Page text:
After these types of encounters, Newton never trusted the BIA again. He taped all his conversations with the BIA for years, which is legal in Oklahoma. Before he died, he had filled over 100 hours of tapes with conversations with various BIA officials.
In another encounter with the BIA, Newton, Leslie, Newton Rose, a councilman, and the tribal attorney, a young woman named Pat Brown, met with BIA oil and gas people in Denver. Newton wanted them to renegotiate the terms of oil and gas leases on Indian lands. If an Indian owned a piece of land with a well on it, and the company drilled a second well, the Indian still only got paid for the first well. At the same time, non-Indians right next door would be paid for oil or gas from both wells. Newton insisted that the rules be changed to allow the Indian to be paid for both wells.
They met with the BIA people at a hotel in Denver for a day, with no positive results. The next morning, as they met for the final time, the BIA said they had to catch a noon flight back to D.C. and would have to finish well before then. In the meantime they were stalling and had not agreed to any of the terms that Newton and his delegation wanted.
At 10 a.m., Newton went to the double doors and held them together. “You son-of-a-bitches are not going to leave here until you change those regulations,” he told them. Since he was the biggest man in the room, weighing well over 250 pounds, the two puny BIA bureaucrats knew they would not be able to catch their flight.
“You are not going to get out until you agree to our language,” Newton told them. The BIA guys asked for permission to go to the back room to talk it over. Newton Rose, Pat Brown, and Les Standing asked Newton, “Are you sure you can get away with this?”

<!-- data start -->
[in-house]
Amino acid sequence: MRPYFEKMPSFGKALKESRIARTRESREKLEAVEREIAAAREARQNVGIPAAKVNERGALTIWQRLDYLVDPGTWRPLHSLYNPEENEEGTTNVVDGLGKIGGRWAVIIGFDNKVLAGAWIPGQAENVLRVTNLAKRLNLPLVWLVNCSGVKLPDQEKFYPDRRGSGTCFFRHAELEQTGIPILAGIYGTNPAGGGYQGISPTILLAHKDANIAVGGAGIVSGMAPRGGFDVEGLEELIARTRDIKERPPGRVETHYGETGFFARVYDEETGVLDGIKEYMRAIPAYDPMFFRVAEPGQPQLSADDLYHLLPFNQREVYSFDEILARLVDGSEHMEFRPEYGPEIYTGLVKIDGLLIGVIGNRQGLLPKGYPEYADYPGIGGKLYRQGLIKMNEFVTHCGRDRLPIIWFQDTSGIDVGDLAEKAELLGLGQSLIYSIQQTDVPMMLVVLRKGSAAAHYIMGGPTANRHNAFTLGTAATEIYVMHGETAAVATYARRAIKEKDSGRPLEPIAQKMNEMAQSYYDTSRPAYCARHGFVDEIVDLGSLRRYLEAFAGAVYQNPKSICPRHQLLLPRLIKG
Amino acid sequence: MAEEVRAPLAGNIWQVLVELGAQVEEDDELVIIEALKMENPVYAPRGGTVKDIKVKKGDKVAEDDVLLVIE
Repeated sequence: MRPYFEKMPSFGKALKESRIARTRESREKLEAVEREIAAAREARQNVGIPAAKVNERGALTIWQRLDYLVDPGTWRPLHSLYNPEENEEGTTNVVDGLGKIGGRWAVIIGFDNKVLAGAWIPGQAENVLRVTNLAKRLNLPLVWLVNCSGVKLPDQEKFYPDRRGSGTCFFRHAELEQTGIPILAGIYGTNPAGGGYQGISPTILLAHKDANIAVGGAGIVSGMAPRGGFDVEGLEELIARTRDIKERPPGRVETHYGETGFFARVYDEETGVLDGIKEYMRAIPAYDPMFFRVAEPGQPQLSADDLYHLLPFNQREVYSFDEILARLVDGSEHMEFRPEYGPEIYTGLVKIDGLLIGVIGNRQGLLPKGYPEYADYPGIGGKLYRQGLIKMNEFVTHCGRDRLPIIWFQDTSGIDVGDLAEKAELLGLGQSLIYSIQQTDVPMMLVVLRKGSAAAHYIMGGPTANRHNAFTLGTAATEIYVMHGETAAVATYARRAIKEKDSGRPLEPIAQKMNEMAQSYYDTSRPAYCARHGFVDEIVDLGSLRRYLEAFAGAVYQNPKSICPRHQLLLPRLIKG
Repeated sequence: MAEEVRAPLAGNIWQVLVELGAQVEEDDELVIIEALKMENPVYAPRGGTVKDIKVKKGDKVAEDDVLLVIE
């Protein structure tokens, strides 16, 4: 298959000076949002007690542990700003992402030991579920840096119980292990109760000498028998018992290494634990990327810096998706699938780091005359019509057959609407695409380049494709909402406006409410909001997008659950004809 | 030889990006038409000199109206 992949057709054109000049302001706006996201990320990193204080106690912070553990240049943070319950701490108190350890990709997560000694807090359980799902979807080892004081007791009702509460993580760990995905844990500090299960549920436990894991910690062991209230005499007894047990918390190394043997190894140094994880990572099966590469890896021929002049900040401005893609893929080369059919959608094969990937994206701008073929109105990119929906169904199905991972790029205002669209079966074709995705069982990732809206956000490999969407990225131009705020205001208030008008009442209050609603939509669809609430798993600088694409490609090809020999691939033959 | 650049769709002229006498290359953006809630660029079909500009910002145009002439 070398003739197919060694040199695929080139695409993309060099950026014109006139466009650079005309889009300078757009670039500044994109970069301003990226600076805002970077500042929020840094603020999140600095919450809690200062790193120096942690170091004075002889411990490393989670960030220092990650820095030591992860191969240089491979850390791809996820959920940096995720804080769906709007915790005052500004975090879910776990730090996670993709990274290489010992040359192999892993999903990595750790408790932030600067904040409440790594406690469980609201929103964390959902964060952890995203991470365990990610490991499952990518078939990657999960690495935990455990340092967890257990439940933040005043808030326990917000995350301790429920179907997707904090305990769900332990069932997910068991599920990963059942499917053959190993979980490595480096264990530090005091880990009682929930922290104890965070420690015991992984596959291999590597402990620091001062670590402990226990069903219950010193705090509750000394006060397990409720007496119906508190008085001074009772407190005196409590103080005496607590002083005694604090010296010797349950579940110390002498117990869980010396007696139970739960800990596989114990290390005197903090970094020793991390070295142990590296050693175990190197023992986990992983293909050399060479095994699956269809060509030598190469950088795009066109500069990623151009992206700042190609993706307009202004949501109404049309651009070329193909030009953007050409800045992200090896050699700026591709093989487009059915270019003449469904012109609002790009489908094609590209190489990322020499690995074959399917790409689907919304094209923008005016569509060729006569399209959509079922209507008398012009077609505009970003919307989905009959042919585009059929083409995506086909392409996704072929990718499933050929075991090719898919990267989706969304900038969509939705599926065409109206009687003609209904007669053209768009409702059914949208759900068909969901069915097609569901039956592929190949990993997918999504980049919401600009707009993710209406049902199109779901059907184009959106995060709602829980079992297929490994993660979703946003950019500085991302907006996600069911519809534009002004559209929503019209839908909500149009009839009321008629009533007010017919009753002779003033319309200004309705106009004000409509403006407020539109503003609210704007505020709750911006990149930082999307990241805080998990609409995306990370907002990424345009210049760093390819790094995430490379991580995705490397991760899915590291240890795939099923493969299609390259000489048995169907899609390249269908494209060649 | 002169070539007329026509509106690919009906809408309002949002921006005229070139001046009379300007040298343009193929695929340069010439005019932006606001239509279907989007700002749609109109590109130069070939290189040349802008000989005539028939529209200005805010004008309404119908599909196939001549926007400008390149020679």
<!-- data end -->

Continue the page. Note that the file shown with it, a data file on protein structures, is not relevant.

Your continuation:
Newton told them, “I’m not letting them out of this hotel room until they put the renegotiation terms in the regulations.” The BIA people came back and said they would agree. Newton told them, “Go back there and come up with a draft with the right language and I’ll let you out.” Before they left, the two BIA people had put Newton’s language into their new regulations.
I loved Newton. In fact, when I lived in Broken Arrow, Oklahoma for four years, from 1981-1985, Newton called me one day and asked me to come visit him in Anadarko. “When do you want me to come?” I asked him.
“How about tomorrow?” he asked. I got up the next morning and drove the 150 miles from Broken Arrow to Anadarko to have lunch with this great man. And I have never regretted it, even though my wife said I was crazy to drive that far just for lunch. We had some great barbecue sandwiches and talked politics for two hours. He told me all about the R. L. Larson account and how he had accidentally uncovered it.
Newton died in 1992 from a massive heart attack. He had been working in Florida for the Miccosukee Tribe for a couple of years after he left office with his Wichita Tribe, and then had gone to Montana to work when he had the heart attack. I miss him terribly.
Dr. Dean Chavers is director of Catching the Dream, a scholarship and school improvement organization in Albuquerque, New Mexico. His next book, to be published by Peter Lang Publishers, is The American Indian Dropout. This column originally appeared in his book Modern American Indian Leaders.